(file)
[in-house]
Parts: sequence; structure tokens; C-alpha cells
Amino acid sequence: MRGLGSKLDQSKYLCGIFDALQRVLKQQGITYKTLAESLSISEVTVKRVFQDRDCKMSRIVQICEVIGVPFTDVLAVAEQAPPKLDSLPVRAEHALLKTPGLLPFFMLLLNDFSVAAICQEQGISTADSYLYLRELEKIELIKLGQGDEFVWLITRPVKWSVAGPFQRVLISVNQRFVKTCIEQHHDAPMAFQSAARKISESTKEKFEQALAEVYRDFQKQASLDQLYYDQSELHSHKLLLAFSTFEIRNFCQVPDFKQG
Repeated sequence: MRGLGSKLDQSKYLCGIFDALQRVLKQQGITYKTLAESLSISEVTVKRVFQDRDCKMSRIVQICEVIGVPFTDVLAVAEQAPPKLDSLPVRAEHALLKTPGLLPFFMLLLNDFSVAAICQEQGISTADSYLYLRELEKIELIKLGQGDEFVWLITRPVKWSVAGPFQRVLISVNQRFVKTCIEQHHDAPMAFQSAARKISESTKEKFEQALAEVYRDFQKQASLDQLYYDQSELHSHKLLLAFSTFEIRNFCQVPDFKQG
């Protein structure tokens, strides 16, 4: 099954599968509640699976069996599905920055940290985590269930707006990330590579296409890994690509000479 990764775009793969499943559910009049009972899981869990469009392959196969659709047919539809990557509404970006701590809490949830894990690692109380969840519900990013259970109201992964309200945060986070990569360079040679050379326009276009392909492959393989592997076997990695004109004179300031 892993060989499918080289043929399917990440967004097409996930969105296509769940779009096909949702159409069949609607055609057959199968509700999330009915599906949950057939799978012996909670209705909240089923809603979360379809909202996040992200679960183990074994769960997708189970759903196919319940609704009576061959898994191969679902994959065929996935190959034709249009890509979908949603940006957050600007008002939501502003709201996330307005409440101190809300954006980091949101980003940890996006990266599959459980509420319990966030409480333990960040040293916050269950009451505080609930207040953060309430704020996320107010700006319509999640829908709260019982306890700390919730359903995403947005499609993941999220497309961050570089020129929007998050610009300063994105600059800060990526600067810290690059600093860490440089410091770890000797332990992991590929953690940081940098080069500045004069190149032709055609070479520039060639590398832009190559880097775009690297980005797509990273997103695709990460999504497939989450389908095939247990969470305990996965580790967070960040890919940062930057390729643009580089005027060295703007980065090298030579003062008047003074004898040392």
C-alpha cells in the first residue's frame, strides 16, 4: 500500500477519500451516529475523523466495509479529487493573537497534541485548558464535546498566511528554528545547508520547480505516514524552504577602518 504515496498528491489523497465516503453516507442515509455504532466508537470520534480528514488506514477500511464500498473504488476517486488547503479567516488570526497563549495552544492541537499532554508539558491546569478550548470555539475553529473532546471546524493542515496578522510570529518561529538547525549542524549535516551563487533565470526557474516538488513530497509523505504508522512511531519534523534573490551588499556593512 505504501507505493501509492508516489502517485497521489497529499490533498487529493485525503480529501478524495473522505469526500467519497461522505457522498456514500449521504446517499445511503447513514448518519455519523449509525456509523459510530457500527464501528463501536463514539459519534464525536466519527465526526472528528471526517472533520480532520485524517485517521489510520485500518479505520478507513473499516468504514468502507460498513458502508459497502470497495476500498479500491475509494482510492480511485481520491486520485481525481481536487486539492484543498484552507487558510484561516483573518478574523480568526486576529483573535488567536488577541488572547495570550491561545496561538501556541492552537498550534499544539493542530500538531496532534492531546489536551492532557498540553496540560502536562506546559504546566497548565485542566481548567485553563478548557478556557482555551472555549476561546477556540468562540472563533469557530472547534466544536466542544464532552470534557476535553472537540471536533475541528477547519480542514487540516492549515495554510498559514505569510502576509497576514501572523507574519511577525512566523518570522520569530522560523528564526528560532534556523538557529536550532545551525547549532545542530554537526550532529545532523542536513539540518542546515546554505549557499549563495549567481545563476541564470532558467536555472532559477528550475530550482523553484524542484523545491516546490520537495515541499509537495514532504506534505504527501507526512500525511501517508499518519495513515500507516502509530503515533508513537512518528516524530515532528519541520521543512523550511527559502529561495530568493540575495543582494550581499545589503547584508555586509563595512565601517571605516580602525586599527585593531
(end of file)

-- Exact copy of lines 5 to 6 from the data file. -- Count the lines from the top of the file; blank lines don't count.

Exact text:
């Protein structure tokens, strides 16, 4: 099954599968509640699976069996599905920055940290985590269930707006990330590579296409890994690509000479 990764775009793969499943559910009049009972899981869990469009392959196969659709047919539809990557509404970006701590809490949830894990690692109380969840519900990013259970109201992964309200945060986070990569360079040679050379326009276009392909492959393989592997076997990695004109004179300031 892993060989499918080289043929399917990440967004097409996930969105296509769940779009096909949702159409069949609607055609057959199968509700999330009915599906949950057939799978012996909670209705909240089923809603979360379809909202996040992200679960183990074994769960997708189970759903196919319940609704009576061959898994191969679902994959065929996935190959034709249009890509979908949603940006957050600007008002939501502003709201996330307005409440101190809300954006980091949101980003940890996006990266599959459980509420319990966030409480333990960040040293916050269950009451505080609930207040953060309430704020996320107010700006319509999640829908709260019982306890700390919730359903995403947005499609993941999220497309961050570089020129929007998050610009300063994105600059800060990526600067810290690059600093860490440089410091770890000797332990992991590929953690940081940098080069500045004069190149032709055609070479520039060639590398832009190559880097775009690297980005797509990273997103695709990460999504497939989450389908095939247990969470305990996965580790967070960040890919940062930057390729643009580089005027060295703007980065090298030579003062008047003074004898040392």
C-alpha cells in the first residue's frame, strides 16, 4: 500500500477519500451516529475523523466495509479529487493573537497534541485548558464535546498566511528554528545547508520547480505516514524552504577602518 504515496498528491489523497465516503453516507442515509455504532466508537470520534480528514488506514477500511464500498473504488476517486488547503479567516488570526497563549495552544492541537499532554508539558491546569478550548470555539475553529473532546471546524493542515496578522510570529518561529538547525549542524549535516551563487533565470526557474516538488513530497509523505504508522512511531519534523534573490551588499556593512 505504501507505493501509492508516489502517485497521489497529499490533498487529493485525503480529501478524495473522505469526500467519497461522505457522498456514500449521504446517499445511503447513514448518519455519523449509525456509523459510530457500527464501528463501536463514539459519534464525536466519527465526526472528528471526517472533520480532520485524517485517521489510520485500518479505520478507513473499516468504514468502507460498513458502508459497502470497495476500498479500491475509494482510492480511485481520491486520485481525481481536487486539492484543498484552507487558510484561516483573518478574523480568526486576529483573535488567536488577541488572547495570550491561545496561538501556541492552537498550534499544539493542530500538531496532534492531546489536551492532557498540553496540560502536562506546559504546566497548565485542566481548567485553563478548557478556557482555551472555549476561546477556540468562540472563533469557530472547534466544536466542544464532552470534557476535553472537540471536533475541528477547519480542514487540516492549515495554510498559514505569510502576509497576514501572523507574519511577525512566523518570522520569530522560523528564526528560532534556523538557529536550532545551525547549532545542530554537526550532529545532523542536513539540518542546515546554505549557499549563495549567481545563476541564470532558467536555472532559477528550475530550482523553484524542484523545491516546490520537495515541499509537495514532504506534505504527501507526512500525511501517508499518519495513515500507516502509530503515533508513537512518528516524530515532528519541520521543512523550511527559502529561495530568493540575495543582494550581499545589503547584508555586509563595512565601517571605516580602525586599527585593531